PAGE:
The columns of writing in a roll book effectively delineated what we would call pages today as a user would roll with both hands in concert until a single column or maybe a few columns of text were visible, they would read that column, and then would roll again when ready to move on. In this sense, roll as interface offered the user both a linear analog7 experience of rolling through the trajectory of a book along with a kind of digital processing of the discrete bits of text encountered column by column. Unlike an automated cassette tape, but much like the page turn of the codex, rolling to expose one or a few columns of text at a time breaks up the experience of a text, even if only for a second. This horizontal roll was not the only interface available for reading and writing used in antiquity, it was simply the preferred interface for longer texts and became the dominant roll book form for Israelite scriptures. Shorter decrees, contracts, and letters could be found in a vertical arrangement with the rolling mechanism the same as the horizontal roll, but in a different orientation and the writing was continuous along the roll, rather than being written in discrete columns. With the absence of the columnar interruptions, the vertical roll provided a more continuous reading experience for the user than the horizontal roll.8 Yet, if a user allowed for multiple columns to be in view at once when reading from a horizontal roll, it would be possible to time rolling over a first column while reading a second column to reveal a third column, and so on.
If we turn back to the scene portrayed in Luke 4, with a roll similar to 1QIsa^a^ in mind as the interface in which Jesus is participating when he reads this passage from Isaiah, what kind of affordances do we see at work? Though we know very little about the practice of reading in ancient synagogues,9 it is unlikley that Jesus had to unroll this large scroll from the beginning to reach the passage he reads from chapter 61 of Isaiah, which in 1QIsa^a^ is in column 49 of 54 on the third to last piece of parchment. Given the common cycle of readings, the typical use of readings from the prophets, and the presence of an attendant in synagogue practice, it seems more likely that Jesus was handed the roll already positioned toward the text of interest. So, we can imagine the attendant handing Jesus the roll with a large amount of material in the right hand and just the last few sheets rolled up in the left hand.10 Holding the bulk in his right hand, Jesus unrolls the roll a small amount to expose the column having the passage of interest, he reads a small portion, rolls the two ends back together, and hands the roll back to the attendant.11
So, in our passage of interest here, after Jesus is handed the roll, he may have placed it on the reading table and then unrolled it as needed and read.
Surface Area: One Column at a Time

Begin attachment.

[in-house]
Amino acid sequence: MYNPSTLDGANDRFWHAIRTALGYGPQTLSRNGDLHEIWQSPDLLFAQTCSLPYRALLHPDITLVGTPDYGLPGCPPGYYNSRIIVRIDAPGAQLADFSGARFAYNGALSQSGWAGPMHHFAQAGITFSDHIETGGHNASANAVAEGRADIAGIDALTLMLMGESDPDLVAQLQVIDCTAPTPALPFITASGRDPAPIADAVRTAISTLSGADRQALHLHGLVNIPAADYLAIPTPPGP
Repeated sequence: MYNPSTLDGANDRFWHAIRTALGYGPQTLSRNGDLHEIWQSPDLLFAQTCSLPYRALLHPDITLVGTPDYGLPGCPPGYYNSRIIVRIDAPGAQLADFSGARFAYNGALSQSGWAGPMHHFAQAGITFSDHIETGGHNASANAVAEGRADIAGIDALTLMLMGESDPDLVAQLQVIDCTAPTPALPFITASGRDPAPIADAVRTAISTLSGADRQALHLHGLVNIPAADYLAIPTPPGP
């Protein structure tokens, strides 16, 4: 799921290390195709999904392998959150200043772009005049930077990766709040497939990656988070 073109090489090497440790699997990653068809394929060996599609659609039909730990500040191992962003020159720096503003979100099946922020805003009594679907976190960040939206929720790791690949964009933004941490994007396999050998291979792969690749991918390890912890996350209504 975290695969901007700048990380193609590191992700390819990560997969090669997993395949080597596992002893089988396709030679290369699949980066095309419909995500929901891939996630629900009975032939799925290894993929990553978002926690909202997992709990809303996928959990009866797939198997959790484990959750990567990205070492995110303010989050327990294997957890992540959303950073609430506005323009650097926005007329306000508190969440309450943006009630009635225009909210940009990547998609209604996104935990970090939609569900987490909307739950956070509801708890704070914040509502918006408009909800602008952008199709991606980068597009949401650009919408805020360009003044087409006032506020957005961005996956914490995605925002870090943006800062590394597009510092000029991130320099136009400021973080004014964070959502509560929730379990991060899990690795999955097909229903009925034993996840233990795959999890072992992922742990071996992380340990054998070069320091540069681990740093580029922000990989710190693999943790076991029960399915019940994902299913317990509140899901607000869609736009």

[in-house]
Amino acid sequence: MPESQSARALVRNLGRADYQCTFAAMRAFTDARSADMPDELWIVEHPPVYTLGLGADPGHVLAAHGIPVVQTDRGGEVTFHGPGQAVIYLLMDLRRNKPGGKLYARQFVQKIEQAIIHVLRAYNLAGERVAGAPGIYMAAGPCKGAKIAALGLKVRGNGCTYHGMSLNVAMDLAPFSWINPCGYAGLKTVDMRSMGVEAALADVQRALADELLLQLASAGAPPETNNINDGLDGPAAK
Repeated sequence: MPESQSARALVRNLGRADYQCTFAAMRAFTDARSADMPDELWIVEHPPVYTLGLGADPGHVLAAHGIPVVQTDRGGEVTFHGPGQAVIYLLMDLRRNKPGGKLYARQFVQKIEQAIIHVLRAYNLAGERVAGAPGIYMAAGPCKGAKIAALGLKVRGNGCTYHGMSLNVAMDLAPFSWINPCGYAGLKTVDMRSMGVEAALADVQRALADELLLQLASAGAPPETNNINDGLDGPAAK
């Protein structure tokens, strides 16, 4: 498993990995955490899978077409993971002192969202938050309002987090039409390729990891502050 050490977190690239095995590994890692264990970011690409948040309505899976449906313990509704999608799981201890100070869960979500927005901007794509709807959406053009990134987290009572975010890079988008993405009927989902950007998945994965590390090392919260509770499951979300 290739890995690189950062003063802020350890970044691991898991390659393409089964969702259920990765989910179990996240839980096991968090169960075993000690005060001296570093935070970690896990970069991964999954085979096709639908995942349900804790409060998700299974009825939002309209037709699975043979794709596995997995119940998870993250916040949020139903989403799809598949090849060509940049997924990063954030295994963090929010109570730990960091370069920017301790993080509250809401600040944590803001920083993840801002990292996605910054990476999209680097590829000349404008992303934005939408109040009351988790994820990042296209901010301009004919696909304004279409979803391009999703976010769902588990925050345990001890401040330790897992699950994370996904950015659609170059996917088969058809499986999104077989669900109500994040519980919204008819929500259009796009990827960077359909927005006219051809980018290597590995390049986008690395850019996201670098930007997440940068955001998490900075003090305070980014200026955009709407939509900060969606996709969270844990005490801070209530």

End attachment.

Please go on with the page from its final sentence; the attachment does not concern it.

I suggested in the last chapter that the affordance of high surface area in an interface indicates many points of contact, which encourages participation through many potential points of participation and resists a user’s ability to master or control the whole interface. In a sense, the columnar organization of this roll interface, particularly when used to find and read a small bit as a part of a larger ritual gathering, provides high surface area. The demanding access technology of a roll, requiring two hands to negotiate the location of any one column of text requires a level of user participation that is unfamiliar to us, given both the nonlinear access afforded by the codex and even more so the one handed thumb swipe enabled by Kindle reader on an iPhone. Each column, when in focus, offers one point of contact with the interface and the small bit of text read by the user in this example of Luke 4 also offers simply one of many points of contact with this interface. Though the reader and the community gathered may have a sense of the whole text of Isaiah and even the whole of Hebrew scriptures, this interface event offers one small surface of contact from a large possibility set of surfaces of contact such as other passages, other columns, even other prophetic writings. In terms of the material interface of the roll, the discrete engagement of the user with one column (or even a few) at a time could actually resist the capacity to master the whole. In the episode of Luke 4, there is no attempt to contextualize the passage read aloud by reading the rest of the column or by explaining the location of this particular pericope in relation to the whole of Isaiah, it is simply offered as a bit, or even a sound byte. This offers us an important reminder about interface and the role of both platform and user in performing or producing interface. In its simple material form, requiring linear access to any piece of text by proceeding through the entire whole of the text, a roll book might seem to offer very low surface area. Yet, in use, attending to one column, even one line at a time, this interface becomes rather high surface area, demanding participation in framing the column and resisting the mastery of the whole by distancing the user from the parts of the text which are not visible or even easily accessible.
Communal Use: Affording Collaboration
There are two ways in which this roll interface demonstrates collaborative affordances. First, the details of the episode in Luke 4 suggest that it was common to have this roll interface passed around to different people to read. So, even though 1QIsa^a^ may have been rather large and cumbersome and may have only allowed for one user at a time, the involvement of multiple readers engaging the roll in this communal synagogue setting over the course of many customary gathering on the Sabbath suggests that the roll interface was used as a collaborative interface. The preparation of the roll by the attendant, the handing back and forth of the roll between the reader and the attendant, and the reading aloud for others to hear, all signal a collaborative endeavor facilitated in part by this bible interface.12 In his description of the physical appearance and wear of 1QIsa^a^, Trever hints at the collaborative capacity of this roll interface, saying, “Clear evidence of the long use of the Isaiah scroll in ancient times can be seen on the back of it both in these repairs and in the much darkened area at the center where the hands of many readers held it.”13